How to babyproof your home

How to babyproof your home

According to our latest research, mums and dads in the UK spend a combined total of £492 million every year on getting their house in a suitable state to welcome the patter of tiny feet, with each couple spending an average of £1,600. However, it's not all money that's being put to good use, with three-fifths of the 2,000 parents we spoke to admitting they bought items they didn't need or use. That's understandable considering nobody can consider themselves to be an expert in bringing up a baby before they've actually done it. With this in mind, here are our top tips to help you to babyproof your home.

Identifying the hazards

As you might expect, this can be quite a significant undertaking and involves going from room to room, making a list of the potential dangers your baby could come into contact with. It's good practice to do this as early as possible, as even though your child is not yet crawling, eventually they will be - and the transition will likely catch you unaware if you are not prepared. In the meantime, they will constantly be looking around and wanting to explore everything they can - meaning a cord hanging from your blinds could feasibly be pulled down by wandering hands if they're left nearby, even for a fleeting moment.  Cords and drapery can also prove to be a strangulation hazard, so the best move is to either replace them with something that does not offer this threat or ensure they are tied out of harm's way.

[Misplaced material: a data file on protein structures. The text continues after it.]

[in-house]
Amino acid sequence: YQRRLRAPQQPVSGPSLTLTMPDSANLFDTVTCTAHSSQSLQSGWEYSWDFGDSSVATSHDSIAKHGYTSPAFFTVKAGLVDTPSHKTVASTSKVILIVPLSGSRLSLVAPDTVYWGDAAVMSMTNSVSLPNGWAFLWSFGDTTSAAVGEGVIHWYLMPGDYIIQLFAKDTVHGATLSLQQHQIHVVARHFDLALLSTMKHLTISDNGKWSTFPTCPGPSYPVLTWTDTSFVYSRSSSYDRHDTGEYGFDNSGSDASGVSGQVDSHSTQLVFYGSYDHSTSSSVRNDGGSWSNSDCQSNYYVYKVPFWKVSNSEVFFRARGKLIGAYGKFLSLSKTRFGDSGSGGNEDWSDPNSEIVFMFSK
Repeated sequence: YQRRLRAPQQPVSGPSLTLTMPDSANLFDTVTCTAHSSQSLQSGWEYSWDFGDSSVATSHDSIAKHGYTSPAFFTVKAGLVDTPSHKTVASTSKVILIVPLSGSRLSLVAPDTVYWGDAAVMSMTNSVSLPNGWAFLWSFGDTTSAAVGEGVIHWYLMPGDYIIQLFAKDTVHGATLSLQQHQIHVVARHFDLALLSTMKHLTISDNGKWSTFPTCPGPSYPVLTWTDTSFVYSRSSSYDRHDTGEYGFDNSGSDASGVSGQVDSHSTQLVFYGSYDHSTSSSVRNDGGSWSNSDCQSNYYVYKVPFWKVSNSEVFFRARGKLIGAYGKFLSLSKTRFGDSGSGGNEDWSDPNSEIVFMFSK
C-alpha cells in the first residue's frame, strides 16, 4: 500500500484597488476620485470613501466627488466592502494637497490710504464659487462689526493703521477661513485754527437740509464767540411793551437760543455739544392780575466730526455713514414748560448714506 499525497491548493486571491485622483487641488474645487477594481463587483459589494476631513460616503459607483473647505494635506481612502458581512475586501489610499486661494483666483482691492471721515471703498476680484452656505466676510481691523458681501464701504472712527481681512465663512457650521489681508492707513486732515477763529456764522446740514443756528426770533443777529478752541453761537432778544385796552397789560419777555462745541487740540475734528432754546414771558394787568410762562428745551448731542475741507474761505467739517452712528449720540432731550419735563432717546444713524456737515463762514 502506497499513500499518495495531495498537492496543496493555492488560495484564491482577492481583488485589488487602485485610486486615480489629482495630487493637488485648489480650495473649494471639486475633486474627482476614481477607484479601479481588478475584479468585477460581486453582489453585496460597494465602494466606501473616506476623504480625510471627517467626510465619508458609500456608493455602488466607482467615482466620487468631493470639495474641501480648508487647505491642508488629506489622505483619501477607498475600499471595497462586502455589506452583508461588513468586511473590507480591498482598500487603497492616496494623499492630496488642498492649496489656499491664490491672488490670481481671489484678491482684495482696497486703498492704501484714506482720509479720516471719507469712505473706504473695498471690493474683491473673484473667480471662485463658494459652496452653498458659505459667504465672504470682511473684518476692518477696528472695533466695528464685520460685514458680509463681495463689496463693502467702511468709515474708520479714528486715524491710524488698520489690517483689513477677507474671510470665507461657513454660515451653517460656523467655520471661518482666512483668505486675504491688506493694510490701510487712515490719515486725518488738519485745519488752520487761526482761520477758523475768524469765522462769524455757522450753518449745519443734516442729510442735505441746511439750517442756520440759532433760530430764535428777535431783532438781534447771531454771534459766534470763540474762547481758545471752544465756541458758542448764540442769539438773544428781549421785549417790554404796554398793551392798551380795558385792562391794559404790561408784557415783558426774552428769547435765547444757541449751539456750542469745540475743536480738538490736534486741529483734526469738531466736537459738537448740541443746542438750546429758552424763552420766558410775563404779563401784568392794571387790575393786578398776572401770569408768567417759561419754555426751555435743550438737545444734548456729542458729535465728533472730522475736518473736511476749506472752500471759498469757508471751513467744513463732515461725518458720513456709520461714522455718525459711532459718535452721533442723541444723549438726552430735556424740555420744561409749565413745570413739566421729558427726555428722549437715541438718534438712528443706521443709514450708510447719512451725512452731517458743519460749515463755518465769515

There are two types of hazards you should be mindful of. The first is those that can be counted as being part of the room, like furniture, rugs and cupboards, for example. The second group contains hazards that may only be around some of the time, like cans of alcohol or cleaning products.

Of course, it's harder to plan for the second group, but the important thing is that you are both mindful of what a hazard consists of and how it can be eliminated. A large part of the babyproofing process comes from not only what you physically change, but also how you alter your mental approach. While you might feel a little self-conscious doing it, taking a 'crawling tour' of your home could be an eye-opening experience to help you to determine what you need to change. This allows you to gain a different perspective on what is accessible at your baby's level - give it a go!

Updating your home

Your babyproofing should also consist of looking at - and acting upon - what needs updating to bring it up to a safe standard as far as the welfare of your baby is concerned. For example, securing, repairing or replacing unstable furniture is a must to ensure there is a minimal risk of objects falling and causing injury. Similarly, investing in childproof locks to ensure your youngster can't get into cupboards once they do start to become mobile is another necessity.

Potentially life-saving devices that should also be considered are smoke alarms and carbon monoxide monitors, with 33 per cent and 31 per cent of respondents to our survey opting to install these respectively. Furthermore, four in ten also chose to fit the safety catches in their kitchens, while stair gates were seen as a worthwhile investment for more than half (53 per cent) of new mums and dads.

Houseplants are another element of the home you may wish to move or dispose of altogether, as there is a possibility they will eventually find their way into your baby's mouth. Some species are poisonous as well, so don't automatically disregard any room foliage as a non-hazard. 

While every house - and room - is different, the important thing is to give yourself time to adapt. This not only refers to changing your mindset for welcoming a baby and all that comes with it, but also to alter your home so it's a baby-friendly environment. You can rest assured it will be time well-spent.

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